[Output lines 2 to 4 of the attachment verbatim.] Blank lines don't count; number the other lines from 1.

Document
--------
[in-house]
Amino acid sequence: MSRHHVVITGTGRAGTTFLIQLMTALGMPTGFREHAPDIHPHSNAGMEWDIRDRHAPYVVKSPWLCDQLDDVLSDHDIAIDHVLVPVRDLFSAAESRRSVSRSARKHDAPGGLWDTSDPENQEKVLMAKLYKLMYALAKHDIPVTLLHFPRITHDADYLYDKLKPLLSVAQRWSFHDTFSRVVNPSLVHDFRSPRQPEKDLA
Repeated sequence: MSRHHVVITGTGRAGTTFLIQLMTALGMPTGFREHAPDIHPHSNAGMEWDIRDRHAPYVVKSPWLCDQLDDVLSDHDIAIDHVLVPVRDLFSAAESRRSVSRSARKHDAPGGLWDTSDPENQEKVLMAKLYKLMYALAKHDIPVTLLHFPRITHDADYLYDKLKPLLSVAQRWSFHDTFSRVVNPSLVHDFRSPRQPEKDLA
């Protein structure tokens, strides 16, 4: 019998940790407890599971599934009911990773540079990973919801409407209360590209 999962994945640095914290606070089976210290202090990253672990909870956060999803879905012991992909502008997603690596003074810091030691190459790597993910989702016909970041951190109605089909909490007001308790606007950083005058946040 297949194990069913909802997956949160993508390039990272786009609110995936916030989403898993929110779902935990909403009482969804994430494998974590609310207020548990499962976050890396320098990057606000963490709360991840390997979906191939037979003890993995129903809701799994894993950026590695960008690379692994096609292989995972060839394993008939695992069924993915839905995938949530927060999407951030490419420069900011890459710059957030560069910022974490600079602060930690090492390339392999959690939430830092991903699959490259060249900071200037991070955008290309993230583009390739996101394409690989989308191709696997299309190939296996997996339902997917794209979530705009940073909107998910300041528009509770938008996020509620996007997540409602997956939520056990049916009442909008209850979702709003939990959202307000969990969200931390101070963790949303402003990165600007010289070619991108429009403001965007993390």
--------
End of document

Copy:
Amino acid sequence: MSRHHVVITGTGRAGTTFLIQLMTALGMPTGFREHAPDIHPHSNAGMEWDIRDRHAPYVVKSPWLCDQLDDVLSDHDIAIDHVLVPVRDLFSAAESRRSVSRSARKHDAPGGLWDTSDPENQEKVLMAKLYKLMYALAKHDIPVTLLHFPRITHDADYLYDKLKPLLSVAQRWSFHDTFSRVVNPSLVHDFRSPRQPEKDLA
Repeated sequence: MSRHHVVITGTGRAGTTFLIQLMTALGMPTGFREHAPDIHPHSNAGMEWDIRDRHAPYVVKSPWLCDQLDDVLSDHDIAIDHVLVPVRDLFSAAESRRSVSRSARKHDAPGGLWDTSDPENQEKVLMAKLYKLMYALAKHDIPVTLLHFPRITHDADYLYDKLKPLLSVAQRWSFHDTFSRVVNPSLVHDFRSPRQPEKDLA
């Protein structure tokens, strides 16, 4: 019998940790407890599971599934009911990773540079990973919801409407209360590209 999962994945640095914290606070089976210290202090990253672990909870956060999803879905012991992909502008997603690596003074810091030691190459790597993910989702016909970041951190109605089909909490007001308790606007950083005058946040 297949194990069913909802997956949160993508390039990272786009609110995936916030989403898993929110779902935990909403009482969804994430494998974590609310207020548990499962976050890396320098990057606000963490709360991840390997979906191939037979003890993995129903809701799994894993950026590695960008690379692994096609292989995972060839394993008939695992069924993915839905995938949530927060999407951030490419420069900011890459710059957030560069910022974490600079602060930690090492390339392999959690939430830092991903699959490259060249900071200037991070955008290309993230583009390739996101394409690989989308191709696997299309190939296996997996339902997917794209979530705009940073909107998910300041528009509770938008996020509620996007997540409602997956939520056990049916009442909008209850979702709003939990959202307000969990969200931390101070963790949303402003990165600007010289070619991108429009403001965007993390």